Q & A: Clarifying Perfectionism in Anorexia Nervosa

Reprinted from Eating Disorders Review
January/February 2001 Volume 12, Number 1
©2001 Gürze Books

Q: I’ve often heard “perfectionism” referred to as a typical characteristic of patients with anorexia nervosa, but I’ve never been quite sure as to what this perfectionism refers. My own patients with anorexia nervosa seem far from perfect, and many of them seem to have little interest in becoming “perfect.” Can you elucidate? (W.W., West Virginia)

A: “Perfectionism” is a term used to describe a psychological trait with associated behavioral tendencies. It is applied to individuals who believe that perfect states actually exist in certain domains (for example, beauty, physical fitness, academic achievement, the expression of a talent, religious devotion, interpersonal manners, altruism, compassion, etc.), and that one should try to attain these states.

Studies of patients with anorexia nervosa have shown that they tend to score higher than comparison groups on multidimensional measures of perfectionism even after long-term weight recovery. These measures typically assess such qualities as concerns and efforts over avoiding mistakes in daily life and parental criticism, adhering to personal standards and parental expectations, doubting the correctness of one’s own actions, and being organized. Scores on these measures of perfectionism also correlate closely with scores indicating the presence of obsessions and compulsions. Few differences have been found in these dimensions between persons with restricting, binge-eating/purging, and purging subtypes of anorexia nervosa. All show more perfectionism than control women (Am J Psychiatry 2000, 157:1799).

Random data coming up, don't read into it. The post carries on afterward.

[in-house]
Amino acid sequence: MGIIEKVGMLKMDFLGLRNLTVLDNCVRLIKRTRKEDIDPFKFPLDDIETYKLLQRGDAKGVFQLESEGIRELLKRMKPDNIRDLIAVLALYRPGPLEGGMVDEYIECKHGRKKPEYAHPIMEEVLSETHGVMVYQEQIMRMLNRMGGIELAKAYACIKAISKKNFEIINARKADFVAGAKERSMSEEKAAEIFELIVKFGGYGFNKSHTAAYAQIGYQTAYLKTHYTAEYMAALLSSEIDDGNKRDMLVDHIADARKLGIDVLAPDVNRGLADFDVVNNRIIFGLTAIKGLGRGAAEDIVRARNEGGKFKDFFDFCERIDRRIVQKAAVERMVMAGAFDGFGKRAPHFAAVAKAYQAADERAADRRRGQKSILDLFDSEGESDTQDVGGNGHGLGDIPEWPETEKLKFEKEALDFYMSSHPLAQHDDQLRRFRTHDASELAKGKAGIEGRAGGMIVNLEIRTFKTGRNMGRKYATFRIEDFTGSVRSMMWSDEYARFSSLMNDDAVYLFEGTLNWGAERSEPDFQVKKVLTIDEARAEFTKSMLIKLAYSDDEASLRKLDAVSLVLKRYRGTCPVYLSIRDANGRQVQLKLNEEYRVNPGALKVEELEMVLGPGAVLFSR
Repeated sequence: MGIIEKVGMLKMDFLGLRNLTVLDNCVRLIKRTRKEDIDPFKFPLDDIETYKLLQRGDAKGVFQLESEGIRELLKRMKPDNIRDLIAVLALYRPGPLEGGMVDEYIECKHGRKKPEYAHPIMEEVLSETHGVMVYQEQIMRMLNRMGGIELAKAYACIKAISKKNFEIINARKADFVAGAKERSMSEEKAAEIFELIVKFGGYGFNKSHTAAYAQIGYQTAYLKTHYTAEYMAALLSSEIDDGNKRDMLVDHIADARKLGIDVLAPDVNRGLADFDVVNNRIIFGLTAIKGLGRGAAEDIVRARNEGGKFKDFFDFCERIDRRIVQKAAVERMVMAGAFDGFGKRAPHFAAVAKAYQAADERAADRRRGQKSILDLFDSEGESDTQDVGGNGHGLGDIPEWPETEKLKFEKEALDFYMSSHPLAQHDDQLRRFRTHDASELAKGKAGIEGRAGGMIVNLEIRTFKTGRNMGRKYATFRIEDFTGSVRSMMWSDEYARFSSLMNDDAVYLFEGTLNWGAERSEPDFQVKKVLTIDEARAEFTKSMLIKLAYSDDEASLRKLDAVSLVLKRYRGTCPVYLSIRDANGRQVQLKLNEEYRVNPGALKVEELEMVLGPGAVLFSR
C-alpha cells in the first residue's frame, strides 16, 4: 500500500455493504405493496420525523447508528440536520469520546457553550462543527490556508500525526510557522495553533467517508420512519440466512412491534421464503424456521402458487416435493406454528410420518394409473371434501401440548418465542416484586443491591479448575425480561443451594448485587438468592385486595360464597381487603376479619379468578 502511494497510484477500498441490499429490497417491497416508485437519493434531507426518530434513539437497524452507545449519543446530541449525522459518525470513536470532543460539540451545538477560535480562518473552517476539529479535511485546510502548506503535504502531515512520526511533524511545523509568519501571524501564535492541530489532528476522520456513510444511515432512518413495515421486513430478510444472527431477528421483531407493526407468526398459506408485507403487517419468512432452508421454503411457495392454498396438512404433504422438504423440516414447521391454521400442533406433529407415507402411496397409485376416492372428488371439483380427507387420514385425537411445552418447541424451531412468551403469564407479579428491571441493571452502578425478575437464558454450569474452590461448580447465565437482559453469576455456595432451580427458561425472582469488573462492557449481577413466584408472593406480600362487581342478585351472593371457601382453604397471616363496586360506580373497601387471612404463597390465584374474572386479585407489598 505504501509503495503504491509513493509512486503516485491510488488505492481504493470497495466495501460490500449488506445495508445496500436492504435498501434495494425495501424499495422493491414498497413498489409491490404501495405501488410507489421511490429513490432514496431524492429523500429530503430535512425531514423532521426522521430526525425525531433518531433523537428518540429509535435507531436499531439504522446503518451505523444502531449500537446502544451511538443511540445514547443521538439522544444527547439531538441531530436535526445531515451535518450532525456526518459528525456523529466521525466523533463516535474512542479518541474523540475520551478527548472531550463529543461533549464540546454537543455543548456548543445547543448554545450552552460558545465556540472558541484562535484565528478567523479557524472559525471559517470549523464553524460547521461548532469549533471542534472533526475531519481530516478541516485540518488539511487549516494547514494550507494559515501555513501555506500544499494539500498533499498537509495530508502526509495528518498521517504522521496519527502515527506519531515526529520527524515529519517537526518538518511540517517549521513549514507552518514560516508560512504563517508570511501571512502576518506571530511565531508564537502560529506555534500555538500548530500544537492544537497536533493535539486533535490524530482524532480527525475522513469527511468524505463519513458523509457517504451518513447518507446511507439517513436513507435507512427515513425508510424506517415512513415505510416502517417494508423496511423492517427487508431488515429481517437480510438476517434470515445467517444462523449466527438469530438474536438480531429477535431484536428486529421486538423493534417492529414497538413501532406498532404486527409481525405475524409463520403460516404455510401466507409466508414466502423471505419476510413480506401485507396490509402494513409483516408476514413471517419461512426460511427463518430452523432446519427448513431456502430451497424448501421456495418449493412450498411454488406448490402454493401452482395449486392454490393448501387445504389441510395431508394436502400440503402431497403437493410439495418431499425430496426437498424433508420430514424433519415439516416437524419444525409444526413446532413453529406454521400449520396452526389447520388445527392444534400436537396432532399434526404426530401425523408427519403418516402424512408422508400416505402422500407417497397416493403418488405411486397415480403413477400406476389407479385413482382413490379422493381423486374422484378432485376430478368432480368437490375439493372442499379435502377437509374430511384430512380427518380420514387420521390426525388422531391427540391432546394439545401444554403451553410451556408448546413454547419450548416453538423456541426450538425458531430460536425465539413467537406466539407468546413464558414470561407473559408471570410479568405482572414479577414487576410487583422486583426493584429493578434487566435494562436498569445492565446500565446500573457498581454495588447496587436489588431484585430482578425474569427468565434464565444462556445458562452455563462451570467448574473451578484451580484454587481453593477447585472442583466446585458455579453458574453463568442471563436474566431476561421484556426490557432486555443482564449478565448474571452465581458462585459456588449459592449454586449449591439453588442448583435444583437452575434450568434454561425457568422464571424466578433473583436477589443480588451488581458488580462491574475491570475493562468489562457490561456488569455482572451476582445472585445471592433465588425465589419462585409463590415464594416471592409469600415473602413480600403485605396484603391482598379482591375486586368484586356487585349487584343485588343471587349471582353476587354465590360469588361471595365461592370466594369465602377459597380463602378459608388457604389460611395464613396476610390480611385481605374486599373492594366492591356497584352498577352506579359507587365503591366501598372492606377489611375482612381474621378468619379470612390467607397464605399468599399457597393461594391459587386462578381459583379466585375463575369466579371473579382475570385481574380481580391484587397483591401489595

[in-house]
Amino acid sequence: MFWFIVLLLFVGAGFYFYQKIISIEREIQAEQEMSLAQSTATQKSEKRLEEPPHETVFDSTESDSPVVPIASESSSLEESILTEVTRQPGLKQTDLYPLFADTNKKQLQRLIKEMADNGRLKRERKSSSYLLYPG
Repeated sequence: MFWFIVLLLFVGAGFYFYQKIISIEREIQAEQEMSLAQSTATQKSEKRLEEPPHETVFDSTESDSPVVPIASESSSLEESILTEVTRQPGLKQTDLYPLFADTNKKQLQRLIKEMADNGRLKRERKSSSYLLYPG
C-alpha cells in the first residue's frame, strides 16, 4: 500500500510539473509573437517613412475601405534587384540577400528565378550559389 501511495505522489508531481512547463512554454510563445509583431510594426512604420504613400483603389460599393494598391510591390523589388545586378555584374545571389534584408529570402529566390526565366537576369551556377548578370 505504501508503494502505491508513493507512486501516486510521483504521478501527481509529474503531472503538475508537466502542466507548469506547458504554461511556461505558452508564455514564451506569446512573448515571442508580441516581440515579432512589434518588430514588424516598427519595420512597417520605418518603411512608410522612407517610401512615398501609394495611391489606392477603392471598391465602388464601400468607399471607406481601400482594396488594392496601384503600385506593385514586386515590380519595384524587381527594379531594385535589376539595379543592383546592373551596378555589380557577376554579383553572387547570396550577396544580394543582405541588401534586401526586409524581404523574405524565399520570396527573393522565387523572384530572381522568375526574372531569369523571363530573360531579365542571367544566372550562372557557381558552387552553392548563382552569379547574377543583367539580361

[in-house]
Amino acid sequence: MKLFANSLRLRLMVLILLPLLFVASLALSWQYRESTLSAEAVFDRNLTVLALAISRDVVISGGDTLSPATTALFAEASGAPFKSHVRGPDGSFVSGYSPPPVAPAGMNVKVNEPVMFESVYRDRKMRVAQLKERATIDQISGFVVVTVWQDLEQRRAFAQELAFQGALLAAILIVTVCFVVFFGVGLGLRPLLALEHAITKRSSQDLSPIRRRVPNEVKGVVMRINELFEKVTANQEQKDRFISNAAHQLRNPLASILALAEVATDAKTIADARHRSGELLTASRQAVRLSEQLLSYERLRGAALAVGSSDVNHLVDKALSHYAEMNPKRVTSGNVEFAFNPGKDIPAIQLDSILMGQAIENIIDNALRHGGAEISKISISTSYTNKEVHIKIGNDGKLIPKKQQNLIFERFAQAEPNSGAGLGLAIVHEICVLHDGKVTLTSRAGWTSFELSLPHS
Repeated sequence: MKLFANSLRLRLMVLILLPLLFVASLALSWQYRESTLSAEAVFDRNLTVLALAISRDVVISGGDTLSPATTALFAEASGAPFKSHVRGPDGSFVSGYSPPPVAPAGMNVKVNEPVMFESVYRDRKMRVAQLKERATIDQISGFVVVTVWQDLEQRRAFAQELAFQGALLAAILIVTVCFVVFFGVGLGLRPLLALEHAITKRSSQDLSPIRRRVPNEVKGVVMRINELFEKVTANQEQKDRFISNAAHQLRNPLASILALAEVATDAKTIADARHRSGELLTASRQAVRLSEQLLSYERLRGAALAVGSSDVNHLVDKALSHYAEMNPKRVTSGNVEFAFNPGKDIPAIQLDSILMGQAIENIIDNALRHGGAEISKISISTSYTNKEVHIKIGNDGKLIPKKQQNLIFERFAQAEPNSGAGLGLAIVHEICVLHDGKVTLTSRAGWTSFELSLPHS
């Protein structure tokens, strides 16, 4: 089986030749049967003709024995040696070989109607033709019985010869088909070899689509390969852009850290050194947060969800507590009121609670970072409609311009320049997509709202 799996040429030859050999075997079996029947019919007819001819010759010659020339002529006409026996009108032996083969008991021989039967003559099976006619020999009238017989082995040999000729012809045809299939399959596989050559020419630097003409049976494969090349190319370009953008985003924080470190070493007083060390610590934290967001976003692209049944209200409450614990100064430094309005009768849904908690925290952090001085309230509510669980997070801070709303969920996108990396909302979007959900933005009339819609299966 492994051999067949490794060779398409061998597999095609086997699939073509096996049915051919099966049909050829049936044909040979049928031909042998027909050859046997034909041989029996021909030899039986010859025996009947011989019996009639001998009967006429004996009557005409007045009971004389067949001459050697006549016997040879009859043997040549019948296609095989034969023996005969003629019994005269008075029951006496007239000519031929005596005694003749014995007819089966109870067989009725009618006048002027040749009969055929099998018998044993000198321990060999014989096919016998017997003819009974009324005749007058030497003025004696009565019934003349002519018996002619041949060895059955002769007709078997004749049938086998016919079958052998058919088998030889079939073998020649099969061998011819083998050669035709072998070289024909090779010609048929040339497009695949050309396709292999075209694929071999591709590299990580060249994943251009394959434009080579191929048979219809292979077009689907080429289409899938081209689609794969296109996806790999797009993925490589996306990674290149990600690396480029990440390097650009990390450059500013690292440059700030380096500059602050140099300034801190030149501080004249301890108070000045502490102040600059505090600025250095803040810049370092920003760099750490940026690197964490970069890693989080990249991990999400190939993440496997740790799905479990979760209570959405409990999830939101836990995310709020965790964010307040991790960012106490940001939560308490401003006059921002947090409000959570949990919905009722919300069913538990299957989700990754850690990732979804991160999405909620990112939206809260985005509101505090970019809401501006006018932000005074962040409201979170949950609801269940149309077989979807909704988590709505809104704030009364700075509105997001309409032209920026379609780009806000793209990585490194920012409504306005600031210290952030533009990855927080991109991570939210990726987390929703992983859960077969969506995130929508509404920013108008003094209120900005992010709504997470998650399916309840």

Pertinent to psychotherapy for anorexia nervosa, strongly perfectionistic patients may be highly prone to self-criticism, shame and guilt when they fail to meet their unrealistic standards. Not achieving perfection may be experienced as utter failure, which is an example of “black and white” thinking. In working with such patients, it’s important to appreciate that “Perfect is the enemy of good.”

— J.Y.

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